I've taken the Trakus data from Santa Anita and put it into an Excel file for easier viewing. The data is organized by fractions, internal splits, total ground covered, ground loss (or saved) as compared to the winner, lengths behind the horse in front and, finally, total beaten lengths behind the winner. You can view the file at the link below (via Google Drive).
2012 Breeders' Cup Trakus Splits
With that as your reference point, let's dive into each of the 15 Breeders' Cup races and look at what the Trakus data might be telling us about the results.
This race was perhaps our first glimpse at what would be a very good rail all weekend long at Santa Anita. Favorite Merit Man clicked off opening internal splits of 22.36 and 23.64 only to get caught by a move from the inside at the wire by Hightail. When you consider some of the splits other horses ran and still held on for the win, it leads me to a couple of conclusions regarding the Juvenile Sprint. First, Merit Man had no business losing that race, regardless of any rail bias. Second, it's had to see Hightail winning if he attempted to make that same move a couple of paths off the rail.
There were two Breeders' Cup races on the dirt where we saw a horse win from off the pace and down the middle of the track and both involved extraordinary circumstances. In the Filly & Mare Sprint, Groupie Doll simply outclassed her rivals by a large margin. The other race was Calidoscopio's win in the one-of-a-kind Marathon in which we have the following description of Calidoscopio's trip from the DRF chart (emphasis added):
Calidoscopio (ARG) broke a step slow, lagged well back through the opening seven furlongs, commenced a run off the rail leaving the three quarter pole, advanced between rivals leaving the far turn, swung six wide straightening for the wire, closed determinedly under stout left handed pressure, overtook Atigun approaching the sixteenth marker, had his rider switch to the right stick and eagerly kicked away.
Although Calidoscopio won with a move from off the pace and wide off the far turn, he was able to save a good amount of ground during the early stages of the race. In fact, according to the Trakus data, the winner covered significantly less ground than the next three horses behind him. Calidoscopio didn't travel the shortest distance in the race (that honor went to sixth place horse Ballardy) but he covered less ground than his nearest rivals:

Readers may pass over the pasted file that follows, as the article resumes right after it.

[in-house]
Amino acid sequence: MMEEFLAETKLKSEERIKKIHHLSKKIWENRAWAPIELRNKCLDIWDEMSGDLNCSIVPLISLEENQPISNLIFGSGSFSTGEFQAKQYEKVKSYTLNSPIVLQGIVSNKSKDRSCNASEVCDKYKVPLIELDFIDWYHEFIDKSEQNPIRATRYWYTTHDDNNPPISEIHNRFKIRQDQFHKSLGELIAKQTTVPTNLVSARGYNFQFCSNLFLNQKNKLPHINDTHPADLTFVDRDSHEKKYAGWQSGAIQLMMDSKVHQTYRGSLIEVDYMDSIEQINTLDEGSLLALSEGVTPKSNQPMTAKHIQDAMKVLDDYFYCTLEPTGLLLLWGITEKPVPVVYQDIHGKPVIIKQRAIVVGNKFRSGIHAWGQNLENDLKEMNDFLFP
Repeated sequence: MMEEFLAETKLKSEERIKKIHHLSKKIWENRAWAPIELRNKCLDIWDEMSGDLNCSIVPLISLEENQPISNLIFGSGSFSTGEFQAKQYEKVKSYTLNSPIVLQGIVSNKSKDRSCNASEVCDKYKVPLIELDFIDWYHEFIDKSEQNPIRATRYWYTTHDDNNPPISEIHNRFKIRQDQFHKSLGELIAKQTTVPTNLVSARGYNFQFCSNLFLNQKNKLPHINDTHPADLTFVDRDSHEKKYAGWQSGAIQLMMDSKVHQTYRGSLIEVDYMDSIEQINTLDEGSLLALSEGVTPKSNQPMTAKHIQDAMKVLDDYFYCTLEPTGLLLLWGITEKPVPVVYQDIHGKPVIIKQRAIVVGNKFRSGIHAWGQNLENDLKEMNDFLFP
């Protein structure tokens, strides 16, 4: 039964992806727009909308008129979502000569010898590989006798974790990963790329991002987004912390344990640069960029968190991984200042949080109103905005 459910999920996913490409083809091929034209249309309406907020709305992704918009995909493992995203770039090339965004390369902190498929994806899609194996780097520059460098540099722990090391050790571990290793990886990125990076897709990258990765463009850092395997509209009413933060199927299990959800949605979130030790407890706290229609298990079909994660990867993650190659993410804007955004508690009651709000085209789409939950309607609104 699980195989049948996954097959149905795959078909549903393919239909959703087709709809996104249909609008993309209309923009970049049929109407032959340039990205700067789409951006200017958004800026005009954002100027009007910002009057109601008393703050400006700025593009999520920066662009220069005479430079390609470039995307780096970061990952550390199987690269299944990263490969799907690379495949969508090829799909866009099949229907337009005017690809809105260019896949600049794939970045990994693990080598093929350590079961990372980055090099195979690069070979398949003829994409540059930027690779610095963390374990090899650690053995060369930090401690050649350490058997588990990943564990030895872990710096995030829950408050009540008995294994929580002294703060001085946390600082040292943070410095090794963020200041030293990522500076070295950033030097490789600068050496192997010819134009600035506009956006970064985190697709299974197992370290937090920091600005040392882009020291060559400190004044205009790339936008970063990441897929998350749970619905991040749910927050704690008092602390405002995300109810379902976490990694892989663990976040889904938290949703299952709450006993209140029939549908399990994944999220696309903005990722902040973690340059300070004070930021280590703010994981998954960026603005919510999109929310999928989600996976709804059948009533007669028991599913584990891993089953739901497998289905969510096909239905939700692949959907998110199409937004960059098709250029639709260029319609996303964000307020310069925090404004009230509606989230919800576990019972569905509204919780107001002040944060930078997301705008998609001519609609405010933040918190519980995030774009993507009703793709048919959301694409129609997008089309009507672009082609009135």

Calidoscopio: 9,349 feet
Grassy: 9,383 feet (+34)
Atigun: 8,394 (+45)
Juniper Pass: 9,398 (+49)
Juvenile Fillies Turf
None of this year's juvenile races were particularly strong if you simply look at final times and fractions, but in terms of ground loss data, the win by Flotilla (FR) was not bad at all. The French-bred and trained filly covered 5,355 feet during the Juvenile Fillies Turf, which is 16 feet more than runner-up Watsdachances (IRE), 29 feet more than show horse Summer of Fun, and 41 feet more than the fourth place finisher, Tara From the Cape.
How do you overcome taking the longest way around the course compared to your rivals? You simply run faster. Flotilla ran the final quarter mile in a strong 23.03 seconds, the quickest of any filly in the field, and her 7/8th split was an eye-popping 10.78 seconds. With a turn of foot like that, a horse can overcome some ground loss.
Another race where the rail and speed bias were on full display as Beholder goes gate-to-wire despite the favorite Executiveprivilege breathing down her neck almost the length of the Santa Anita stretch. A gate-to-wire winner does leave a lot of analysis to be done from the Trakus data; Beholder traveled the least amount of distance in the field and she closed with the fastest split over the final 1/16th of a mile (6.58).
The Trakus aerial view provides a nice look at the move by Exectuvieprivilege coming off the far turn. She dips down inside of Kauai Katie as she moves up to the second spot but then drifts wide into the stretch, likely costing her any chance to run down the rail-hugging winner.
Looking to the future, there are a lot of reasons to think Executiveprivilege will perform better and that Beholder might be vulnerable over a less biased surface.